What's Australia's economic secret?

Despite a recession dramatically affecting some of the biggest and most robust economies in the world, Australia has managed to have an economic improvement. In the fourth quarter, not only did the GDP creep up 0.4 percent while others stalled or fell, but stocks rose and the value of the Australian dollar increased to 82.40 U.S. cents, the highest it's been in several months, thanks to generous government cash handouts intended to stimulate spending. 

Craig James, the chief equities economist at Commonwealth Bank of Australia explained:

"Rumors of the death of the Australian economy have been highly exaggerated... Much of the credit for Australia's resilience must be given to the swift actions of the Reserve Bank and government in stimulating our economy."

So even though China is on the verge of buying out a huge portion of the country's natural resources, and its soldiers are the world's pickiest eaters, Australia does seem to be doing something right.


Aussies can't fight Taliban on Dutch food

Australian troops on the front lines in Afghanistan have seen their fair share of the horrors of war. But if there's one thing they won't put up with, it's European cuisine:

Troops [in the Oruzgan province] had passed on complaints about the "lousy" food, Senator Johnson says, to both Prime Minister Kevin Rudd and Defence Minister Joel Fitzgibbon on recent visits.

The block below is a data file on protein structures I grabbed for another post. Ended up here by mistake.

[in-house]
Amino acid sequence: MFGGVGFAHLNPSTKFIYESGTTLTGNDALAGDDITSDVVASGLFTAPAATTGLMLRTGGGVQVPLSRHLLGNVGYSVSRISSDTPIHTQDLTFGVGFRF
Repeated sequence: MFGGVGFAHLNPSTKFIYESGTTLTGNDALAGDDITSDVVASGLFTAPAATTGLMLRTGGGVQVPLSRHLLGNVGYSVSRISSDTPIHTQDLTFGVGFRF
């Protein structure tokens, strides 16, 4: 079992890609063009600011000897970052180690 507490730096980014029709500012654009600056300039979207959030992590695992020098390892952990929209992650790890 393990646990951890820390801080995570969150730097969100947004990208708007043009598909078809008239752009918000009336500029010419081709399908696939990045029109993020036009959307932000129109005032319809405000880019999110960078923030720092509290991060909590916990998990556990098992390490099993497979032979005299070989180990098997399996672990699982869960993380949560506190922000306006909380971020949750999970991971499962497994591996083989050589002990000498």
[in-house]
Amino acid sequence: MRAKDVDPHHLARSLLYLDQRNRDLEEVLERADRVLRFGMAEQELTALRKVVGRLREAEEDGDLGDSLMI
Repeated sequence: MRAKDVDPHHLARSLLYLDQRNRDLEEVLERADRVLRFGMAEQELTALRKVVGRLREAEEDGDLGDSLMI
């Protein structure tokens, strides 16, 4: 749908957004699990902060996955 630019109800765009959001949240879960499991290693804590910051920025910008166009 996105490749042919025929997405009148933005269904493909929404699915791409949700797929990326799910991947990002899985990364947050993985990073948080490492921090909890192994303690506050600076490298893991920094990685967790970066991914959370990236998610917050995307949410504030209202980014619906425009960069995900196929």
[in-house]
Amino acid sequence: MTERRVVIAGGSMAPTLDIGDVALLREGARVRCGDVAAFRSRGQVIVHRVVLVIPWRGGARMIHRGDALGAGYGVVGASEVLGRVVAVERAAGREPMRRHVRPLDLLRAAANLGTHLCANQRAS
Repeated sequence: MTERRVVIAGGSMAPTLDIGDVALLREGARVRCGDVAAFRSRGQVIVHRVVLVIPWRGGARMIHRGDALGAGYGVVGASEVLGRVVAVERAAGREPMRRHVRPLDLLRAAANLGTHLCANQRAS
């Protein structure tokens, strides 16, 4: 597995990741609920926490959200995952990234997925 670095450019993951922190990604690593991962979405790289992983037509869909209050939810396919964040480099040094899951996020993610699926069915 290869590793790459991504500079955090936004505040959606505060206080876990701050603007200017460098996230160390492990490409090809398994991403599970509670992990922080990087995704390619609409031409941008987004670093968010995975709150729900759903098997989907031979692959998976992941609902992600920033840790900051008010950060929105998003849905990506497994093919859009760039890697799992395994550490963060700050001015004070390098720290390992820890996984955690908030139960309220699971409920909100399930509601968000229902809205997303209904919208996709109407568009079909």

Food is mainly supplied by the Dutch, which commands the provincial reconstruction taskforce in the province.

Australian Defence Force chief Angus Houston defended the soldiers' diet.

"Our soldiers all the way through have had the required amount of calories and the food has been of a very high standard," he said.

"I think the issue is, it's not Aussie food, it's European food and it's pre-prepared.

Worse, getting a taste of home seems to be a status symbol in the Aussie army: 

A major issue seems to be that while general troops are taking their supplies from the Dutch, their colleagues in the elite special forces have their own cooks dishing up the grub.

"Essentially, special forces have been eating Aussie food," Air Chief Marshal Houston said.

Top brass insist that the soldiers are getting good food, but "in total, 10 cooks will eventually be deployed to vary the diet of the soldiers." Whether they will be followed by an elite "Grandma's pies" batallion is at this point unconfirmed. 

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